Health Law
Feb 2009

When Patient-Physician Confidentiality Conflicts with the Law

Kristin E. Schleiter, JD
Virtual Mentor. 2009;11(2):146-148. doi: 10.1001/virtualmentor.2009.11.2.hlaw1-0902.


Patient-physician confidentiality is a fundamental tenet of medical ethics. Principle IV of the American Medical Association's Code of Medical Ethicsstates, “[a] physician shall safeguard patient confidences and privacy within the constraints of the law” [1]. This duty of confidentiality is subject to certain exceptions that are ethically justified because of overriding social considerations, such as a patient's threat to inflict serious physical harm on a specific, identified person when there is reasonable probability that the patient will carry out the threat [2].

The second part of Principle IV, “within the constraints of the law,” often justifies a physician's disclosure of confidential information. Physicians are required by most state laws to disclose evidence of child abuse obtained through a physical examination or conversation with a minor child [3]. Similarly, the law may demand a physician to disclose information that indicates that a crime has occurred or may occur [3]. The code advises that when, by law, patient confidentiality must be breached, the physician should notify the patient and disclose to law-enforcement authorities the minimal amount of information required [2].

Statutory exceptions to patient-physician confidentiality for reasons relating to public health and safety have existed for decades. Most states require physicians to alert law-enforcement authorities of any violence-related injuries [4]. New York Penal Code 265.25 garnered press recently because of a Columbia Hospital's apparent failure to report its emergency room treatment of a gunshot wound self-inflicted by a national football league (NFL) player [5]. Section 265.25 makes it a Class A misdemeanor for a physician or manager to fail to report a bullet wound, gunshot wound, powder burn, or other injury resulting from the discharge of a gun or firearm [6].

Most other states have similar laws and grant immunity from civil liability to physicians who report such injuries to law-enforcement authorities [4]. Hawaii has the most far-reaching statute on required disclosures. The state mandates that a physician, osteopathic physician, or surgeon report to the chief of police a knife or gunshot wound; injury that would seriously maim, produce death, or render the person unconscious; injury caused by the use of violence or sustained in a suspicious or unusual manner; or motor-vehicle collision involving serious injury or death [7]. The physician must provide the patient's name; nature, type and extent of injury; and other pertinent information [7].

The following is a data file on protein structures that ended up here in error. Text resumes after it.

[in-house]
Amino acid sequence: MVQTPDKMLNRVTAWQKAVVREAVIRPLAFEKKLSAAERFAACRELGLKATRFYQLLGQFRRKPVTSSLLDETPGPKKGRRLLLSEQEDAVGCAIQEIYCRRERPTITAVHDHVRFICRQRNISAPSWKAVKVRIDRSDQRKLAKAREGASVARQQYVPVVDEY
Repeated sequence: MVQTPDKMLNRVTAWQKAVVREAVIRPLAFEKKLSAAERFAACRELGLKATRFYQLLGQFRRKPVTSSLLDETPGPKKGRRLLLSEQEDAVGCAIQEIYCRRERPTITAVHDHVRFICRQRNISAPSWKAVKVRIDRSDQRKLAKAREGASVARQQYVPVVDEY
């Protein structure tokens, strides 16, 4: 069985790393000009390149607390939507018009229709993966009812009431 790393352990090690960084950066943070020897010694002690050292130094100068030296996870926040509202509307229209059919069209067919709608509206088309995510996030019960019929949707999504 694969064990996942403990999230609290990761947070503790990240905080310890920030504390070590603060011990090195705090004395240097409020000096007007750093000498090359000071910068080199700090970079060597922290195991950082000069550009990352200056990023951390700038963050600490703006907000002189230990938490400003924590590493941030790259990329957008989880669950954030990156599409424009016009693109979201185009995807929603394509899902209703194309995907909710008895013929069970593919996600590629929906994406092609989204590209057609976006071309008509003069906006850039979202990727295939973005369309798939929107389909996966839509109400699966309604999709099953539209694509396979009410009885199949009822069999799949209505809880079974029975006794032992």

The question is, where does a physician draw the line when balancing such laws and the ethical duty to maintain confidentiality? When does public safety or preventing violence justify the erosion of the patient-physician relationship by the abandonment of the otherwise-sacred principle of confidentiality? Certainly the interest of public safety is overriding when a gunshot victim arrives at the emergency room. By alerting authorities of the incident, a physician may trigger an investigation that prevents more shootings from happening and therefore protects the public. But in the case of the NFL player, the gunshot wound was self-inflicted—albeit with an illegal handgun—without indication of a suicide attempt. Do the same public-policy considerations apply when public safety is not immediately at risk? Does it matter that a law has been broken?

Justification of a breach of patient-physician confidentiality in the interest of public safety is particularly thorny in some of the cases covered by Hawaii law [7]. The provision pertaining to motor-vehicle accidents is unlike any other state statute. The statutory duty to report any injury that has rendered the patient unconscious significantly overreaches the apparent intent of such statutes to diagnose, treat, and document violence-related injuries [4]. Further, the phrase “suspicious or unusual manner” is subject to interpretation. What is it about injuries sustained in a suspicious or unusual manner that justifies forcing a doctor to breach confidentiality? Perhaps “suspicious or unusual” is easily distinguishable from the ordinary in the eyes of a physician. Most likely, a phrase so open to interpretation makes violations of this part of Hawaii's statute difficult to enforce and subject to overreaching.

While preventing violence is inherent in physicians' duty to patients and society, so too is the duty to safeguard patient confidence. Physicians delicately walk the line between ethics and law, particularly in the face of statutory obligations to breach the sacred duty of confidentiality—all to prevent violence.


  1. American Medical Association. Principle IV. Code of Medical Ethics. Chicago, IL. American Medical Association. 2001. Accessed January 9, 2009.

  2. American Medical Association. Opinion 5.05. Confidentiality. Code of Medical Ethics. Chicago, IL: American Medical Association. 2007. Accessed January 8, 2009.

  3. American Medical Association. Report 4 (I-06). Confidentiality. Amendment report of the Council on Ethical and Judicial Affairs. Chicago, IL: American Medical Association. 2006. Accessed January 9, 2009.

  4. Houry D, Sachs CJ, Feldhaus KM, Linden J. Violence-inflicted injuries: reporting laws in the fifty states. Ann Emerg Med. 2002;39(1):56-60.
  5. Brach J. Plaxico Burress shoots himself accidentally. The New York Times. November 20, 2008. SP1.

  6. New York Penal Law 265.25.

  7. Hawaii Rev. Stat. 453-14.


Virtual Mentor. 2009;11(2):146-148.



The viewpoints expressed in this article are those of the author(s) and do not necessarily reflect the views and policies of the AMA.